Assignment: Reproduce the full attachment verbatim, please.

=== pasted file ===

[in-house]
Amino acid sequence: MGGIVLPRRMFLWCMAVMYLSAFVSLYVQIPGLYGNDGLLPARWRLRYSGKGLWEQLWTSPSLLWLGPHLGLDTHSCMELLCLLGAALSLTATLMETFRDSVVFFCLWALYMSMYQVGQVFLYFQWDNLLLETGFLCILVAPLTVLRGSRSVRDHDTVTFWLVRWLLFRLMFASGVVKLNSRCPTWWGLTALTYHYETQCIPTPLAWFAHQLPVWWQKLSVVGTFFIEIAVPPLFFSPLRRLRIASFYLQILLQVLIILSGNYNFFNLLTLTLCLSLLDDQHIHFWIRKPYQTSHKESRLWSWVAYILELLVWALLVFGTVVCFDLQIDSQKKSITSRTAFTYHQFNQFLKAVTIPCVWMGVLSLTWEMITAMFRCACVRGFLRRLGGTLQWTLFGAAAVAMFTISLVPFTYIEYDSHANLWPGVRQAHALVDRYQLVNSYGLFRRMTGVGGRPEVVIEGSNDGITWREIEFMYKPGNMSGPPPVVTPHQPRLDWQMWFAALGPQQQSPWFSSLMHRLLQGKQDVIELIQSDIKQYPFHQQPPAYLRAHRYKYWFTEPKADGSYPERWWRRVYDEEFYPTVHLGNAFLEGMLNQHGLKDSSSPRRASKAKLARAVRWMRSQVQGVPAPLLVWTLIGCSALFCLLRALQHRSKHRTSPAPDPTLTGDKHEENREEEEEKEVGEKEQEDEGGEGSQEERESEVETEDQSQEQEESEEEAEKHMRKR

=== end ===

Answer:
[in-house]
Amino acid sequence: MGGIVLPRRMFLWCMAVMYLSAFVSLYVQIPGLYGNDGLLPARWRLRYSGKGLWEQLWTSPSLLWLGPHLGLDTHSCMELLCLLGAALSLTATLMETFRDSVVFFCLWALYMSMYQVGQVFLYFQWDNLLLETGFLCILVAPLTVLRGSRSVRDHDTVTFWLVRWLLFRLMFASGVVKLNSRCPTWWGLTALTYHYETQCIPTPLAWFAHQLPVWWQKLSVVGTFFIEIAVPPLFFSPLRRLRIASFYLQILLQVLIILSGNYNFFNLLTLTLCLSLLDDQHIHFWIRKPYQTSHKESRLWSWVAYILELLVWALLVFGTVVCFDLQIDSQKKSITSRTAFTYHQFNQFLKAVTIPCVWMGVLSLTWEMITAMFRCACVRGFLRRLGGTLQWTLFGAAAVAMFTISLVPFTYIEYDSHANLWPGVRQAHALVDRYQLVNSYGLFRRMTGVGGRPEVVIEGSNDGITWREIEFMYKPGNMSGPPPVVTPHQPRLDWQMWFAALGPQQQSPWFSSLMHRLLQGKQDVIELIQSDIKQYPFHQQPPAYLRAHRYKYWFTEPKADGSYPERWWRRVYDEEFYPTVHLGNAFLEGMLNQHGLKDSSSPRRASKAKLARAVRWMRSQVQGVPAPLLVWTLIGCSALFCLLRALQHRSKHRTSPAPDPTLTGDKHEENREEEEEKEVGEKEQEDEGGEGSQEERESEVETEDQSQEQEESEEEAEKHMRKR